As the world population continues to urbanize, the need for urban amenities becomes amplified; cities must increasingly account for an expanding urban population. The interiors of tall buildings provide an extraordinary opportunity to create habitable, communal space in increasingly dense and vertical cities. Although skyscrapers are typically celebrated for their visual impact on the skyline, or as places to view the city, the quality of their interior spaces needs to be more strongly considered. This is especially the case as, with climate change, the outdoors become less habitable for longer portions of the year.
This CTBUH Technical Guide thus analyzes how to approach urban habitat within tall buildings, highlighting case studies of large, multi-floor communal spaces at height, in locations around the world, in a broad mix of building functions, in different climates, and at different scales – to help readers understand the ingredients that make them successful, or the lack of ingredients that hold them back from their full potential.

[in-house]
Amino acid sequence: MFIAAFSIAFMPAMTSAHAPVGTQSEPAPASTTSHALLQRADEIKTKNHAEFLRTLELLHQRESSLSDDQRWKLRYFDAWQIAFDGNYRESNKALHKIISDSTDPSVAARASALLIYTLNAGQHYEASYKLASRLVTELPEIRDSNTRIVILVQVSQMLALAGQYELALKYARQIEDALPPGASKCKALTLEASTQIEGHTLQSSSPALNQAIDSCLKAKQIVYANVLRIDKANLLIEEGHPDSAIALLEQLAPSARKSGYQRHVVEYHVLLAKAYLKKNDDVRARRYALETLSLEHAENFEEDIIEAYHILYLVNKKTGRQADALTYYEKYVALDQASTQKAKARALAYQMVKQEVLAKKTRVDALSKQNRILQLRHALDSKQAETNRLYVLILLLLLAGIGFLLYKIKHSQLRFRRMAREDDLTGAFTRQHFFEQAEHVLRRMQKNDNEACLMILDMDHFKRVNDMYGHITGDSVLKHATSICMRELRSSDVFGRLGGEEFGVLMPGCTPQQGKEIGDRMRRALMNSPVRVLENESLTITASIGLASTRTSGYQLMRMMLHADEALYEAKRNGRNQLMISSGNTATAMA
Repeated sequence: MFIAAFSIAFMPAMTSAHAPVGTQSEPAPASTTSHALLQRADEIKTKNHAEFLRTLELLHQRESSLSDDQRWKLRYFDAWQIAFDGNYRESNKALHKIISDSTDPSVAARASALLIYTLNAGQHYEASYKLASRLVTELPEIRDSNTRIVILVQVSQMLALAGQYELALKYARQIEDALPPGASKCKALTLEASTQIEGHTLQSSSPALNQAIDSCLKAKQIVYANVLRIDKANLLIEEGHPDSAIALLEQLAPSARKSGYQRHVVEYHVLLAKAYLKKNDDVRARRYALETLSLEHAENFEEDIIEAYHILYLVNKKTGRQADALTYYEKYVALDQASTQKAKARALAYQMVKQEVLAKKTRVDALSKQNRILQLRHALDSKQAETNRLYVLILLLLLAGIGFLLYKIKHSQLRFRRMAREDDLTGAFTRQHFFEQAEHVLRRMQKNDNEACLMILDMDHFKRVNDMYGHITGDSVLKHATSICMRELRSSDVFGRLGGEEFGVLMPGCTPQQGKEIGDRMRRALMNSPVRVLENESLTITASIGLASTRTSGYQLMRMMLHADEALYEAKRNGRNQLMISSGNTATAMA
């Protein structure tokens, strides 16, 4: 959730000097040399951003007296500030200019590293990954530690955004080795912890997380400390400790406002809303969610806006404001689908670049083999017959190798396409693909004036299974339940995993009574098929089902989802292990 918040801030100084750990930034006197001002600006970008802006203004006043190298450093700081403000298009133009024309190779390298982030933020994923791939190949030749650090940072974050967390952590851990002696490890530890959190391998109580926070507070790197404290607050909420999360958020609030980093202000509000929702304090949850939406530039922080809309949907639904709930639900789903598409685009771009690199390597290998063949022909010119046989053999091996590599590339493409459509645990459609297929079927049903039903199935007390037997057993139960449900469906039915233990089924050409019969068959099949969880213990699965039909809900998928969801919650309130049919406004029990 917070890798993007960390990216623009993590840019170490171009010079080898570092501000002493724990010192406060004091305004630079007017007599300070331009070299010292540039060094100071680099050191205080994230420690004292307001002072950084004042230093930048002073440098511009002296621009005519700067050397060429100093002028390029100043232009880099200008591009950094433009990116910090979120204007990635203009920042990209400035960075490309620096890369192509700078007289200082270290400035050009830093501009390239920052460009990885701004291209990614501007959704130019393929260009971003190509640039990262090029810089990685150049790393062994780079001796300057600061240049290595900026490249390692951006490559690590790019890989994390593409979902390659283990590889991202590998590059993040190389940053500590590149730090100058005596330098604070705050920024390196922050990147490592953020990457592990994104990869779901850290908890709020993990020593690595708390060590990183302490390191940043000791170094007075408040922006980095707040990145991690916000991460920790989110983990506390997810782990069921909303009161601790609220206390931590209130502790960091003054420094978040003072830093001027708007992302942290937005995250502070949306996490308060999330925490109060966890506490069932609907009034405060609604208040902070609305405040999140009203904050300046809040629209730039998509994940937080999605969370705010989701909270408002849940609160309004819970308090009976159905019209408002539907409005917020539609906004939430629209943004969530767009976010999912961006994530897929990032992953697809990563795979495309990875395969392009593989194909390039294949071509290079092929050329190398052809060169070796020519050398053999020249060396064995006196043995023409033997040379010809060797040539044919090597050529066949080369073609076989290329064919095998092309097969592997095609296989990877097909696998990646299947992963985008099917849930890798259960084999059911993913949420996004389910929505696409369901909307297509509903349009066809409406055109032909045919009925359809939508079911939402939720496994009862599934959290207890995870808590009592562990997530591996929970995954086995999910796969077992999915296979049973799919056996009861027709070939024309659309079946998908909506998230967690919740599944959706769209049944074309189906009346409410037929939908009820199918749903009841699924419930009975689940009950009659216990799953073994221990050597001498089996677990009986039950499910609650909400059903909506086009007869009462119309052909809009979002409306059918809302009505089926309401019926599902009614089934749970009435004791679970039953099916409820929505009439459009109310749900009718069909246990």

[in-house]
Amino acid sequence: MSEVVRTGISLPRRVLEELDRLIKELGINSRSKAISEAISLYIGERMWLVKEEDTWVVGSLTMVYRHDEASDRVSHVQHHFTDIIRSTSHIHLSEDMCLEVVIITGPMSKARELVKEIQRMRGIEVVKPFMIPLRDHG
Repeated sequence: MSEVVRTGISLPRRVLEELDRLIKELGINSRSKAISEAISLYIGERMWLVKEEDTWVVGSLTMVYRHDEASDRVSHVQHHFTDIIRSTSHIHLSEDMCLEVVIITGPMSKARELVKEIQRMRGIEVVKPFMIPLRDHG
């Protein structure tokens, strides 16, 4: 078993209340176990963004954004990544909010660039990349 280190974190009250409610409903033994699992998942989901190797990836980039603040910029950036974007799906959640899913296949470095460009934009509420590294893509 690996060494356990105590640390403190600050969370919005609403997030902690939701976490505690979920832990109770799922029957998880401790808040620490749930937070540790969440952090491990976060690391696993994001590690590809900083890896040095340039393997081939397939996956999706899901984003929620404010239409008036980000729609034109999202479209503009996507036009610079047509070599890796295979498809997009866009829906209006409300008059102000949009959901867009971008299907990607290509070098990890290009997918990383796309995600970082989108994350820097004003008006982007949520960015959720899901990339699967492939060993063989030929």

This Technical Guide is the product of more than a year’s research by the CTBUH Urban Habitat / Urban Design Committee, CTBUH staff, and a research team of architecture students from the Illinois Institute of Technology (IIT). It is part of a series of Technical Guides that provides practical state-of-the-art technical details on specific areas of skyscraper research, offering a wealth of knowledge essential for industry professionals, academic researchers, and all others interested in the relationship between skyscrapers and urban habitat.
Principal Authors: James Parakh, Daniel Safarik & Peng Du
Editorial and Directional Input: Antony Wood, Steven Henry & Jason Gabel
Academic Coordination: Peng Du
Layout: Rachel Fox
Publisher: CTBUH, Chicago, 2018
Soft cover, 204 pages, 8.5"W x 11"H
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